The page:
Peer to Peer

June 2009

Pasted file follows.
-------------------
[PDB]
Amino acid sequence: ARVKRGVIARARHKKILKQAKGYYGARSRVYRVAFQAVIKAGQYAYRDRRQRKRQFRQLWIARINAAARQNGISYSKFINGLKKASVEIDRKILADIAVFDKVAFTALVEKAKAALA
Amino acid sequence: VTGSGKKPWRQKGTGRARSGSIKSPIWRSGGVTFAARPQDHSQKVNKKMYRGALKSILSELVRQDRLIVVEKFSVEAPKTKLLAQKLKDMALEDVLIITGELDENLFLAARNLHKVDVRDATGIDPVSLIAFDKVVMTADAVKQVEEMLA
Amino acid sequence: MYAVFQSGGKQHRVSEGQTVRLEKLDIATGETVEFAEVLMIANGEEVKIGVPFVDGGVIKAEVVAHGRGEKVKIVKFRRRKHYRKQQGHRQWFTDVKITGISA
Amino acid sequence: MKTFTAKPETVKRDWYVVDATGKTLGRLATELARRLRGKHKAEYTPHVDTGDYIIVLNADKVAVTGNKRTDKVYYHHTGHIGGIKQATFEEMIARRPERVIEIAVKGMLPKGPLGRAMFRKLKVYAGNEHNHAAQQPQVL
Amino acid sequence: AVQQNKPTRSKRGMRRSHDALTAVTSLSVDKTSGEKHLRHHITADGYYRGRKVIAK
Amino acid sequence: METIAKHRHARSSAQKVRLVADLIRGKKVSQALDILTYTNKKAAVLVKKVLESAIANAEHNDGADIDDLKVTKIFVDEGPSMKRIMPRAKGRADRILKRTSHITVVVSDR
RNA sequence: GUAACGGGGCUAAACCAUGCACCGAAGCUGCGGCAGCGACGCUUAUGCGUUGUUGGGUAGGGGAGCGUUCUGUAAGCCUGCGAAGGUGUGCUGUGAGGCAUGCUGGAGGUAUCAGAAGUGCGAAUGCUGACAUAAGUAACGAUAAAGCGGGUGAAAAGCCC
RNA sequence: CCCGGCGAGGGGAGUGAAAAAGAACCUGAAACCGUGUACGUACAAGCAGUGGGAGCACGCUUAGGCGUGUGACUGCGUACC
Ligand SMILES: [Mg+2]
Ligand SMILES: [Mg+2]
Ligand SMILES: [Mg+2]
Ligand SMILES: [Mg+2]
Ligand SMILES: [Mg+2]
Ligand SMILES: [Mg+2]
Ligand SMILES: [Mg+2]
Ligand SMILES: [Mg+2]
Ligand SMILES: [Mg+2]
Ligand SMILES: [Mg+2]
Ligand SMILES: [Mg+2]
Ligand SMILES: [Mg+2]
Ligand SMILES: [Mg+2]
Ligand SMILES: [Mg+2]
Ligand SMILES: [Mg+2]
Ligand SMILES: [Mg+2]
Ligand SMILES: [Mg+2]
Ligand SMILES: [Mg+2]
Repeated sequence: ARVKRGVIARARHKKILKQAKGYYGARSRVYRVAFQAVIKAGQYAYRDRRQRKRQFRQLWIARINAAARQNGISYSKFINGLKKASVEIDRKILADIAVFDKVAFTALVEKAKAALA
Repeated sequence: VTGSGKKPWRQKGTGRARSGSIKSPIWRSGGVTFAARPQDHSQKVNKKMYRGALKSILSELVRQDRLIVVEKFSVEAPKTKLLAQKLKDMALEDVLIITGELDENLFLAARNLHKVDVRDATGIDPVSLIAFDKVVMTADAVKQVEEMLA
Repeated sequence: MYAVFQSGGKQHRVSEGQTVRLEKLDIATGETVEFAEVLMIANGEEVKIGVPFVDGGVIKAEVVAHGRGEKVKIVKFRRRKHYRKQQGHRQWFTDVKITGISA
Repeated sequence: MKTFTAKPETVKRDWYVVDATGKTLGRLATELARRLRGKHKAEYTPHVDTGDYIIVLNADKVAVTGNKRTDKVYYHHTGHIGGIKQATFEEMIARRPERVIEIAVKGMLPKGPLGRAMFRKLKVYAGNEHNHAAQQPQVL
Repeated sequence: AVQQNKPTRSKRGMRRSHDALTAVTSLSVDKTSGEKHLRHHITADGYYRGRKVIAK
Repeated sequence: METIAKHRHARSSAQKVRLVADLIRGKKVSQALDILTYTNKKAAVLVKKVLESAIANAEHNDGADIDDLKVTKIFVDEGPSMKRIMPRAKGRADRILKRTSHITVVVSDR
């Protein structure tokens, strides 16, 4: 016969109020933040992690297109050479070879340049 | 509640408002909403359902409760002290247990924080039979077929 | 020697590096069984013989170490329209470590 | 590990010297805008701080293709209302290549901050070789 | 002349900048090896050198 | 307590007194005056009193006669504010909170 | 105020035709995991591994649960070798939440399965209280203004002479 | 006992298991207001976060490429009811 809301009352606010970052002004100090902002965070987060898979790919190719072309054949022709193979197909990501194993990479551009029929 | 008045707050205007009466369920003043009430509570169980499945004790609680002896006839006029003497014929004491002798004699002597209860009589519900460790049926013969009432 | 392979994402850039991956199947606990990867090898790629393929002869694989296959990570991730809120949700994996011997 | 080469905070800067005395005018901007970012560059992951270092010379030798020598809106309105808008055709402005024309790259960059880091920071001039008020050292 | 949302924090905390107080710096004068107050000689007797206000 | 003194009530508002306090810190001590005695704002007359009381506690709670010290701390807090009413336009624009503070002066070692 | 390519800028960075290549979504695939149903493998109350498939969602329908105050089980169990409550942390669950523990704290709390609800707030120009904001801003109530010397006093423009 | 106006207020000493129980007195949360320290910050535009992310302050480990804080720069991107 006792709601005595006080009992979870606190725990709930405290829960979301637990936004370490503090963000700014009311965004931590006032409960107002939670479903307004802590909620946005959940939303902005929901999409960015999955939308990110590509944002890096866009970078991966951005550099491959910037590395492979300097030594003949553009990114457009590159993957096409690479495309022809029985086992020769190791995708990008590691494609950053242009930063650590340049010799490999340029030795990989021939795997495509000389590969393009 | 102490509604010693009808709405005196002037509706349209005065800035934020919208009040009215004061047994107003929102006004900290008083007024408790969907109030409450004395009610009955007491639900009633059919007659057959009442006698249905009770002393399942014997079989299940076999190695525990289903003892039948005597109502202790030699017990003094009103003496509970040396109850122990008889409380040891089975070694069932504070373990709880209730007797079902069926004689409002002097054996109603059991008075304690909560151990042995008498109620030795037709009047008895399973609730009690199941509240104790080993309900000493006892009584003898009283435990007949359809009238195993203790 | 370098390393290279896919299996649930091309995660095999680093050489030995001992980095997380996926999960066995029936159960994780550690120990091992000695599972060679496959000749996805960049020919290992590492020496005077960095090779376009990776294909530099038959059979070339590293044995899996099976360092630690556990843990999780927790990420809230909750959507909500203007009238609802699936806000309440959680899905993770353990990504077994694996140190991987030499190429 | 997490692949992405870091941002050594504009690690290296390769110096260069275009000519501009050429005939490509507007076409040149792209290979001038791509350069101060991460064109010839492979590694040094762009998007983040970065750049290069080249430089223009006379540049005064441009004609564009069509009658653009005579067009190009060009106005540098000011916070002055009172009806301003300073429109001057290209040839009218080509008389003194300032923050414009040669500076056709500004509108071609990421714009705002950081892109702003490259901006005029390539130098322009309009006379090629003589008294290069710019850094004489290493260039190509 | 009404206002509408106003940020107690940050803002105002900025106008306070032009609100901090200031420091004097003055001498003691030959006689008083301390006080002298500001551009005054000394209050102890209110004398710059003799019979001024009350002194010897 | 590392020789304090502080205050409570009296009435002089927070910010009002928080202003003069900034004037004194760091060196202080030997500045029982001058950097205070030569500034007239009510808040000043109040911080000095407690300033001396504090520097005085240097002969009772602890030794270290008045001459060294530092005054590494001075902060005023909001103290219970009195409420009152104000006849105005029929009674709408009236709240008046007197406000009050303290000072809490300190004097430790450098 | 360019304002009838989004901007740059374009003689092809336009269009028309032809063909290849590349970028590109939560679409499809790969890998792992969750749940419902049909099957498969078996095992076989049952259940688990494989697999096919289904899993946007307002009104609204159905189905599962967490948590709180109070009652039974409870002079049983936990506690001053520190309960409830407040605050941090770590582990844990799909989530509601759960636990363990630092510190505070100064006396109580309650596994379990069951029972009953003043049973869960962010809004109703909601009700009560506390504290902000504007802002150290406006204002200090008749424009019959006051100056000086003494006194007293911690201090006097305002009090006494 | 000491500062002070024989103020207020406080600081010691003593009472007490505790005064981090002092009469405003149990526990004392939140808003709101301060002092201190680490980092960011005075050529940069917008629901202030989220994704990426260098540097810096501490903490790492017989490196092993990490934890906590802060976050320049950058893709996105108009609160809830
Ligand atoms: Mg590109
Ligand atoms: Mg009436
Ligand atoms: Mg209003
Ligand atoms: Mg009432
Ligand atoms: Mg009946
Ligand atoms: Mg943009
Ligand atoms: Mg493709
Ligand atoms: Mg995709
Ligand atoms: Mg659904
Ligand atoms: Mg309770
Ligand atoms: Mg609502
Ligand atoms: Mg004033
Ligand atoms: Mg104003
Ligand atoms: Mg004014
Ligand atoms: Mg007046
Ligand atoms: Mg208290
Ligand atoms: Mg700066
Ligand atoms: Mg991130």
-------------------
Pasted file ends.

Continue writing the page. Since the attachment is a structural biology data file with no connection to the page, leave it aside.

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Page 95 of 99 96 Peer to Peer lESSOnS lEARnEd Skip Lohmeyer Ogletree Deakins DiREctoR of infoRMation systEMs oPERation GREEnvillE, sc number of attorneys: 450 number of offices: 36 "I admit it — I'm a convert. I'm officially a supporter of open source solutions." OPENING THE DOOR FOR OPEN SOURCE If you don't have staff with open source/Unix experience or one willing to learn, I'm certain you can find a temporary staff person from the local open source user group in your city. You and your staff should pick up the technical skills required to implement and manage open source systems. What projects should you start with? It might make sense to start with a non-production system, like network monitoring solutions. Everyone's network needs monitoring! And in today's economic times, we need all the help we can get to ensure we are not paying for more bandwidth than needed. The advantages of understanding your bandwidth utilization and network latency include: You can put your finger on network performance problems • quickly. You can reduce bandwidth without affecting performance. In • other words, measure what you are using and reduce your pipe to the optimal size. You can improve network performance. If you can lower your • latency by streamlining your routing equipment, you may be able to improve user experience without adding bandwidth. Also, your circuit provider(s) can assist with making no cost routing changes which can improve latency levels between firm locations. You can reduce project costs for network monitoring. There • are many, very costly network monitoring tools and services on the market today. Some require intensive work to install and I 've been a closet open source supporter for several years now. For many years, I only looked at commercial solutions for organizational needs. Proven, well-packaged systems were my thing. Sure, they were expensive, but they did the trick. I resisted, vehemently, all notions of placing open source solutions in production for mission critical needs. I considered them unproven. Additionally, they often required expertise the IT department might not have. Then, five years ago, my new IT director opened my eyes to the benefits of open source, and I've been a believer ever since. cost: • The cost of open source is much cheaper in nearly every case. The software is free but will need a system unit with some flavor of Unix on it. flexibility: • Because the source code is open, it is possible to leverage in- or out-sourced developers for integration or modification to optimize within your environment. Knowledge of systems: • If the IT staff is to implement an open source solution, they will have to become more knowledgeable about their environment. This higher level of knowledge pays big dividends. I might not have believed this would have made that much of a difference in the department if I didn't witness it myself.

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